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Nitro is tough, I recommend starting with electric, unless your local track only does nitro. and def start off with an RTR if you are going the Nitro route.

With Nitro I have NEVER came out to a track, put my car on the starter box, hit it and it started.. Always an issue, so much goes into starting the car and then when you go around the track you need to adjust it to your liking but every time I wanted to adjust it the car would turn off and then I couldn't get it started AHHHHH Had to sell my 1/8 on road and go to electric.

With electric as long as your batts are charged you just hit ON and then worry about car setup.

The right of passage to Nitro is Electric.


For electric if you want to get going with a nice setup for cheap start right here on the forums!

used Futaba 3PMx with receiver - $100
used Savox 1251 servo - $50
Used roller tc3, xray t2 007, 08 around $150
Wheels with tires - $20
new Lipo from hobby king $30
new Venom Charger - $90
New body, paint, scissors... $40
used Motor and ESC - $100

You can have a nice electric setup to start with for under $600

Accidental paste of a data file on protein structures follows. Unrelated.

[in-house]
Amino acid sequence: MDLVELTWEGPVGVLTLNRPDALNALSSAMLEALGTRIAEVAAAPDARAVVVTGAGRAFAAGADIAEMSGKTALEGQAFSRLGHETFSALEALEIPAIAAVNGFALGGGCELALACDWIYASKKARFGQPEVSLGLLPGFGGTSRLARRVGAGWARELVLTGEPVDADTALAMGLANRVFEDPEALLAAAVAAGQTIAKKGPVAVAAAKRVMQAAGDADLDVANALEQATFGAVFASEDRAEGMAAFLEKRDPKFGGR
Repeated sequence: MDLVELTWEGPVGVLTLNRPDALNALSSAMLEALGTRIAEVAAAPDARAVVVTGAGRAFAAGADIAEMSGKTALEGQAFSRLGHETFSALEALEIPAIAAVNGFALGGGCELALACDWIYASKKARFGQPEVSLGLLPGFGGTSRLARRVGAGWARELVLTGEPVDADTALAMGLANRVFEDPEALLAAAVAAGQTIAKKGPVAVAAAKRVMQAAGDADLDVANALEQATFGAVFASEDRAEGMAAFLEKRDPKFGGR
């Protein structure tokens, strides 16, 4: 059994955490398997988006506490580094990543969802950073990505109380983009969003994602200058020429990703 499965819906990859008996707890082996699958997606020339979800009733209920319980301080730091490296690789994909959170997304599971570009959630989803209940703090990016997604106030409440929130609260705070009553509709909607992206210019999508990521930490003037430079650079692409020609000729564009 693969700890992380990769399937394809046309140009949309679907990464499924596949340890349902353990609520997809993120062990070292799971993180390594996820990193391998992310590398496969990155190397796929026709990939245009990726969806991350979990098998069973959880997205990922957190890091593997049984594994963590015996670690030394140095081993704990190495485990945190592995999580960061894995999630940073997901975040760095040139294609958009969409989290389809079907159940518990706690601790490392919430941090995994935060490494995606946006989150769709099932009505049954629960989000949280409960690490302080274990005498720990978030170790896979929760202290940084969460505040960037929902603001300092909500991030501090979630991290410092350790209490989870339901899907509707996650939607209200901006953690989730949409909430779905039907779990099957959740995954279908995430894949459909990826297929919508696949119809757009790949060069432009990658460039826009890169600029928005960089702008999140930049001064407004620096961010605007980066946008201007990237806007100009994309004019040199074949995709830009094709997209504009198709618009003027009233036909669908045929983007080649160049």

But, hey, what do I know.....
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Old 07-06-2011, 12:41 AM   #19
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Nitro is tough,

The right of passage to Nitro is Electric.


But, hey, what do I know.....
I have to agree, the first car i bought was a Hobao gpx4 pro RTR as recommended by my LHS as a good starter package, and they should know, Jeff at Trackside RC is a multi times 1/5th scale national champ as well as state and national champ in a bunch of other classes.

My local club is mostly nitro, but i found this car to be way too fast for my abilities, so i changed to 17.5T electric and have been slowly gearing up as my skills improve, it won't be too long now till i can handle the pace of the nitro car. From what i have learned, its better to turn consistent slow laps working up to a faster setup than having the fast setup and not being able to control the power and spending all your time being marshaled.
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Old 07-06-2011, 07:36 AM   #20